“Culture shock is a very real experience for people who move to another country.  Anyone who has lived or traveled extensively in another country has lived through some level of culture shock even if your decision to move was one well thought out. […] When you move to a new country, everything is unfamiliar: weather, landscape, language, food, dress, social roles, values, customs and communication.Your patterns are off-kilter; the smells, sounds and tastes are unusual and you can’t communicate with the locals. This is culture shock.

Signs and symptoms of culture shock are:

  • a feeling of sadness and loneliness
  • headaches, pains, and allergies
  • insomnia or sleeping too much
  • feelings of anger, depression, vulnerability
  • idealizing your own culture
  • trying too hard to adapt by becoming obsessed with the new culture
  • the smallest problems seem overwhelming
  • feeling shy or insecure
  • overwhelming sense of homesickness
  • feeling lost or confused
  • questioning your decision to move

The Culture Shock Model

Step 1: The Honeymoon Stage: Like any new experience, there’s a feeling of euphoria when you first arrive in a new country and you’re in awe of the differences you see and experience. You feel excited, stimulated, enriched. During this stage, you still feel close to everything familiar back home.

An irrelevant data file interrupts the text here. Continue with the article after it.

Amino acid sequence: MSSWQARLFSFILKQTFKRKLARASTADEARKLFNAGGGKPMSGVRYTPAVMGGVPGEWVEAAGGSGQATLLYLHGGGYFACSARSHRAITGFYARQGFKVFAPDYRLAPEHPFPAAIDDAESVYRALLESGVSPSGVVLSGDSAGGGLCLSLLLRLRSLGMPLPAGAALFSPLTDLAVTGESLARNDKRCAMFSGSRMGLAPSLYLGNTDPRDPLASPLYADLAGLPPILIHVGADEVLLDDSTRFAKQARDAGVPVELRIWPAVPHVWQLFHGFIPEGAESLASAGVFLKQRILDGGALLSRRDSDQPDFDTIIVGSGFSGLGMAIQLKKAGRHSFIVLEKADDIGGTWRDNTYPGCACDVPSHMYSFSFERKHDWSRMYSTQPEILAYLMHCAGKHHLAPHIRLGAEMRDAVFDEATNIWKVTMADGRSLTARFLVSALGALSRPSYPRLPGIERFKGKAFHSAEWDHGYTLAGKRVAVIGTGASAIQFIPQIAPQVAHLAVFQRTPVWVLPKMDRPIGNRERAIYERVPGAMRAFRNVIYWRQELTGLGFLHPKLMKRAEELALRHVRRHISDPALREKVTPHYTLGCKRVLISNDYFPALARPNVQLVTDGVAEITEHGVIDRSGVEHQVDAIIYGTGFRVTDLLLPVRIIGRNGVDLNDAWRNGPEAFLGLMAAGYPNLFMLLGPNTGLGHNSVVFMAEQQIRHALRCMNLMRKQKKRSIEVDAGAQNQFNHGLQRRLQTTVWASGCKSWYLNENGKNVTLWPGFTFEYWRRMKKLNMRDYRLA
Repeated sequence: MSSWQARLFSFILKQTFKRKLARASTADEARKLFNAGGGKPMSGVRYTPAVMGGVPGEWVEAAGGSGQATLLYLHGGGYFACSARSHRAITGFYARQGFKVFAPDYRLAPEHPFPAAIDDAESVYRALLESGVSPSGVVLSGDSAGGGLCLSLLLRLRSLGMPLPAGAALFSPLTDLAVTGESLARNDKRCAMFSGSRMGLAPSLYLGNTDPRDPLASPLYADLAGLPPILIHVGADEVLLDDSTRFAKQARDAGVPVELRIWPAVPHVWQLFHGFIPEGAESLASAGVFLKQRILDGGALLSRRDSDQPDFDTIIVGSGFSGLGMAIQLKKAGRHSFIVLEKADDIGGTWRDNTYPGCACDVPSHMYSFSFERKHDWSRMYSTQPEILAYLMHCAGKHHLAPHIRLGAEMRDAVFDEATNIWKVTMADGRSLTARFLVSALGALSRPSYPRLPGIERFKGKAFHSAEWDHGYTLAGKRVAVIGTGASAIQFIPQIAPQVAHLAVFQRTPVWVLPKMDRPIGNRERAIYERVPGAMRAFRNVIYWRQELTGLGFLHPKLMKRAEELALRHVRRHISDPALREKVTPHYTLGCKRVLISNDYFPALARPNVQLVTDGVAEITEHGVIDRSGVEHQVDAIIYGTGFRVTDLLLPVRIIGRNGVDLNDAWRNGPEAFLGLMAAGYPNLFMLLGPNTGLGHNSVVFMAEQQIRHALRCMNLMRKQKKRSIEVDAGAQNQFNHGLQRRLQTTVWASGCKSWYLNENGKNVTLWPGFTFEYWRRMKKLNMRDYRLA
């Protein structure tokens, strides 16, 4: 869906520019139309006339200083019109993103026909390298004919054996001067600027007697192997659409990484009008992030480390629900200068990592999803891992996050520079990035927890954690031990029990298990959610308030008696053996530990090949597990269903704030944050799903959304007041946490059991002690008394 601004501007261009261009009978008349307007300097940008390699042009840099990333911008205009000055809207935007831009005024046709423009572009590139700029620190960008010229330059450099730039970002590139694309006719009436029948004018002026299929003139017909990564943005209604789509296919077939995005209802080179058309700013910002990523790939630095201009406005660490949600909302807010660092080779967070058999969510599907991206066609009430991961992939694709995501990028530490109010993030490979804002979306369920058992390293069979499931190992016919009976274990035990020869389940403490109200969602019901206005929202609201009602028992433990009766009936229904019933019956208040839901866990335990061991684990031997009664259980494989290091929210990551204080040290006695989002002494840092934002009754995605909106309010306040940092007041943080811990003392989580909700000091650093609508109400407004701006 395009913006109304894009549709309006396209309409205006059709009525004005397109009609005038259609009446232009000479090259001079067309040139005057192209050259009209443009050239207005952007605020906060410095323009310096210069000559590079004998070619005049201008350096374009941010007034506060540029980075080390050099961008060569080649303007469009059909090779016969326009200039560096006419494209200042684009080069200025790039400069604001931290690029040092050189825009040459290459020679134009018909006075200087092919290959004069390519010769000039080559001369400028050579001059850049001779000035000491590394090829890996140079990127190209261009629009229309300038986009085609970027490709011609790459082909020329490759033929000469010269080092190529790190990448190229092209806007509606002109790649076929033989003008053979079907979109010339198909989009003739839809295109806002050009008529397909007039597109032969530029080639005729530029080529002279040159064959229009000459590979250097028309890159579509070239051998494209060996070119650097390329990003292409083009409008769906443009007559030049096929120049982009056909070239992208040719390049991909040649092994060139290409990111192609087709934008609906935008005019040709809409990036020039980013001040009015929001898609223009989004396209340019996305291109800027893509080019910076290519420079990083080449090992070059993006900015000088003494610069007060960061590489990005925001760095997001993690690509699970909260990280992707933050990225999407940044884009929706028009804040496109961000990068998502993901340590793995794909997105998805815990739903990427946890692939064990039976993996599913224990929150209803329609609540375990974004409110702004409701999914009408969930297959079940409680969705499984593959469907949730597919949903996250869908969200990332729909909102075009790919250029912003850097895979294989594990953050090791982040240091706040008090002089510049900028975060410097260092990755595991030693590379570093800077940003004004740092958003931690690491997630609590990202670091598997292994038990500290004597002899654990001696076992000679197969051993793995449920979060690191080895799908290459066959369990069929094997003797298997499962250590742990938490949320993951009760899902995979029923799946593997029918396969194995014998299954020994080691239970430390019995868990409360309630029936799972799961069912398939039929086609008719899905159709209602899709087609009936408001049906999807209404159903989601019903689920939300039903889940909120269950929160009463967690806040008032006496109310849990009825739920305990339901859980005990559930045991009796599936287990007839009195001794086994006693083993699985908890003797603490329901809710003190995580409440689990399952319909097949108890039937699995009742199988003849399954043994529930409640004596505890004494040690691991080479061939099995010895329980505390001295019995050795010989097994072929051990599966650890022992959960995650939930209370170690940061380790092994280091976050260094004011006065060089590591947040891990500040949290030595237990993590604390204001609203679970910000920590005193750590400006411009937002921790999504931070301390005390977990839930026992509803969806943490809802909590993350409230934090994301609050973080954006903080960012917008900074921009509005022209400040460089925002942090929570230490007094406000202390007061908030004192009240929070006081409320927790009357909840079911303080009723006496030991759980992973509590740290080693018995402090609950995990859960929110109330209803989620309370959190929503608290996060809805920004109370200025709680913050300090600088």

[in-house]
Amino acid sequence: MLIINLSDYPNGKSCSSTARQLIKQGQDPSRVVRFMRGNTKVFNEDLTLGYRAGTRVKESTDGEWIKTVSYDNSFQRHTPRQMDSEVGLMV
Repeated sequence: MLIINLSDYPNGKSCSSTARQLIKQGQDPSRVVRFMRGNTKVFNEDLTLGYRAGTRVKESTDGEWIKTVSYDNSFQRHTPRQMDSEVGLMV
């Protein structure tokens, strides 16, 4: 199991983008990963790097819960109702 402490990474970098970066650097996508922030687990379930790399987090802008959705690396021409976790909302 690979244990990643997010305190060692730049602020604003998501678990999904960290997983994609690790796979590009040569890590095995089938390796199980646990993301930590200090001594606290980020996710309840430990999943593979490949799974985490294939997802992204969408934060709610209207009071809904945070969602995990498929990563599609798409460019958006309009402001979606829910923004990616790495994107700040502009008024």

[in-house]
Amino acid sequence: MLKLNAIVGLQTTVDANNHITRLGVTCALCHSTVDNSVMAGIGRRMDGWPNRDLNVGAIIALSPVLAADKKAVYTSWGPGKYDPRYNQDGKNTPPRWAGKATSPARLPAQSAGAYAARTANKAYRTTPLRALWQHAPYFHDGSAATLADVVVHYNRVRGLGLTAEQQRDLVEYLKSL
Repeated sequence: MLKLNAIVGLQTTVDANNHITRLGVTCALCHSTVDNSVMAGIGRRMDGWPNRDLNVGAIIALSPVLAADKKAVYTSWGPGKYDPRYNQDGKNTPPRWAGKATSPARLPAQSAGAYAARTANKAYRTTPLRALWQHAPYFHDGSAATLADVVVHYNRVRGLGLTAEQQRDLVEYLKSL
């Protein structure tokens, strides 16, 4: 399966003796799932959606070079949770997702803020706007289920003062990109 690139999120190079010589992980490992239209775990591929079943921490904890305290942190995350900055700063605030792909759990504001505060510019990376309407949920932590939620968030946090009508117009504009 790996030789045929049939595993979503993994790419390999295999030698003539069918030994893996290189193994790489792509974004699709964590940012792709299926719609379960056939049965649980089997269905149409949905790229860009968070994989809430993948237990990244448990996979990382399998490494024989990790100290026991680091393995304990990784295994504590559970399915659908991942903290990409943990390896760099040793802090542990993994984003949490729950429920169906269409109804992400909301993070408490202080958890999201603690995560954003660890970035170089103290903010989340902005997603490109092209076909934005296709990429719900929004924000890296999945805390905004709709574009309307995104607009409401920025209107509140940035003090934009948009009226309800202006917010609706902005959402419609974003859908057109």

Step 2: The Distress Stage: Everything you’re experiencing no longer feels new; in fact, it’s starting to feel like a thick wall that’s preventing you from experiencing things. You feel confused, alone and realize that the familiar support systems are not easily accessible.

Step 3: Re-integration Stage: You’re angry, frustrated and even feel hostile to those around you. You start to idealize life “back home” and compare your current culture to what is familiar. You dislike the culture, the language, the food. You reject it as inferior. Don’t worry. This is absolutely normal. You’re adjusting. Think back to when you started a new job or moved to a new house or a new city or when you moved in with someone. Any adjustment can cause you to look back in awe and wonder why you made the decision to move.

Step 4: Autonomy Stage: This is the first stage in acceptance. I like to think of it as the emergence stage when you start to rise above the clouds and finally begin to feel like yourself again. You start to accept the differences and feel more confident and better able to cope with any problems that may arise. You’re able to look at the world around you and appreciate where you are.

Step 5: Independence Stage: You embrace the new culture and see everything in a new, yet realistic light. You feel comfortable, confident, able to make decisions based on your own preferences. You no longer feel alone and isolated. You appreciate both the differences and similarities of your new culture. You start to feel at home.”

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